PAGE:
Dozens of retirees in the city of Denver are legally required to return a total of $11 million in benefits the public plan administrator said it has mistakenly paid for years, a local investigation found.
About 40 retirees in the Denver Employees Retirement Plan (DERP) were notified last month that they will have to return overpayments distributed over the past 15 years, confirmed CIO Magazine. The story was first reported by CBS4 Denver.
But the clawback on payments, ranging from $3,000 to $3 million, could be a problem for pensioners living on a fixed income in the middle of a pandemic. All but one of the retirees were employed under Denver Health.
“We regret the impact this is having on these retirees, and we are meeting with them individually to discuss repayment options appropriate to their individual circumstances,” Heather Darlington, executive director at DERP, said Wednesday in an emailed statement.
“We are also committed to collaborating with Denver Health to explore possible solutions for mitigating the effects on these individuals,” Darlington added.
The city employee fund, worth roughly $2.3 billion, was about 62% funded in 2018, according to its most recent annual report. In 2018, the fund lost 2.4% for the year.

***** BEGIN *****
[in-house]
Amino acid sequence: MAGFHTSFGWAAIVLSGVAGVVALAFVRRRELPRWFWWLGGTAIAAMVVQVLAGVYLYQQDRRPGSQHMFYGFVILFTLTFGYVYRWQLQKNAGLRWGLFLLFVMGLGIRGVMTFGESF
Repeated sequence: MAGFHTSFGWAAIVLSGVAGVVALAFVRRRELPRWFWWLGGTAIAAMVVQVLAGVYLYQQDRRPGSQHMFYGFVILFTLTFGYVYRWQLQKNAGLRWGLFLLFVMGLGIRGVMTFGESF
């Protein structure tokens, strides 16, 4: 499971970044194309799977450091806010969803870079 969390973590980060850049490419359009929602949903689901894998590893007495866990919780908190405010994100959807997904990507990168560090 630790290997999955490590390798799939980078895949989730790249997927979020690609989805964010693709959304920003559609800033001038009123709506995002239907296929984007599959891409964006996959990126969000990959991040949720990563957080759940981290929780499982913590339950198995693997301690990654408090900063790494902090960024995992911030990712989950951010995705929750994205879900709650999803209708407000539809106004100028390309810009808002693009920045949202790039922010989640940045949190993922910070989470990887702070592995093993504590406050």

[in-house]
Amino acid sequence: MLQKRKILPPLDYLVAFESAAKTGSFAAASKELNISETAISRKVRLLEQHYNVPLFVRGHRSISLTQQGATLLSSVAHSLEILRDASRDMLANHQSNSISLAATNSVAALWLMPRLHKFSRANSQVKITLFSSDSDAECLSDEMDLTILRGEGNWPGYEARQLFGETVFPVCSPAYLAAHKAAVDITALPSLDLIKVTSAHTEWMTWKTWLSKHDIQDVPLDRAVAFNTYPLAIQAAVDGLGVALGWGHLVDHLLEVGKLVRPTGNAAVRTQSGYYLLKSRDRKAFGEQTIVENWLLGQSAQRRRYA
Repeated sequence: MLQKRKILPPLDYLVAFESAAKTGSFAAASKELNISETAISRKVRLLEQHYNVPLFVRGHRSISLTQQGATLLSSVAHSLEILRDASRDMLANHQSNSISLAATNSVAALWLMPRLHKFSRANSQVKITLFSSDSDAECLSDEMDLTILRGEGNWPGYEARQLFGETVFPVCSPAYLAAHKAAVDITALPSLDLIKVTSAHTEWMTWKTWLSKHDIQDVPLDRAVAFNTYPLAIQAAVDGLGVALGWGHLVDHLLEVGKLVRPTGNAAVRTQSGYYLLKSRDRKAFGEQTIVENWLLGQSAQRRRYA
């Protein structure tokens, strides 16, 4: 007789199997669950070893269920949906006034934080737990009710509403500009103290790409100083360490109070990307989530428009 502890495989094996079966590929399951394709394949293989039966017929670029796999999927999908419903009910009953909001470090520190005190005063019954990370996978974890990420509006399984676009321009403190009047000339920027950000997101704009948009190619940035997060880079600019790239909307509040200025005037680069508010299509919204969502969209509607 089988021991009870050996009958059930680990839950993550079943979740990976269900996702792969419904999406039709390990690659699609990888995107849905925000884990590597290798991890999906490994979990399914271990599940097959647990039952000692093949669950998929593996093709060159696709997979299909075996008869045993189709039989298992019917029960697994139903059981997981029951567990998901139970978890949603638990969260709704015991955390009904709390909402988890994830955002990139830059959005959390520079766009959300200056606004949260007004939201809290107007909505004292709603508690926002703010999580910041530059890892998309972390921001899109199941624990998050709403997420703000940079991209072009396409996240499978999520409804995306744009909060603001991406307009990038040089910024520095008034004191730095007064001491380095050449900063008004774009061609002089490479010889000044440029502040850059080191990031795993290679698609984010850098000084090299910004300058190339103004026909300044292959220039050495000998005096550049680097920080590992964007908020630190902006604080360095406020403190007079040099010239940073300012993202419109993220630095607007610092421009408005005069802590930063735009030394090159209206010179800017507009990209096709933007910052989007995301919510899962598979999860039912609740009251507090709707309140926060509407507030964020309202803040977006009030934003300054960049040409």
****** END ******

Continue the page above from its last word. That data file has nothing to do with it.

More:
The overpayments are the result of an administrative error more than a decade ago in applying IRS codes to pension benefits, the report said.
DERP, which oversees 10,000 retirees and 9,500 employees, said it discovered the mistake last year during a compliance review. The pension plan said that the extra benefits went to “highly compensated” employees.
The Denver pension plan said that it has enlisted independent actuaries to review their processes and put in quality controls.
The findings from the investigation come weeks after it was also reported by CBS4 that executives in the Denver Health Medical Center, which is under DERP, received big bonuses in April, just as their hospital workers were asked to reduce hours or take leave without pay while combating the coronavirus.
Some critics online disparaged the oversight from DERP. “Geez. That’s a darn big mistake,” read one comment on Facebook reacting to the story.
Others wondered how the recipient of a $3 million benefit payment, the equivalent of an approximately $200,000 annual payment for 15 years, could have overlooked the extra income.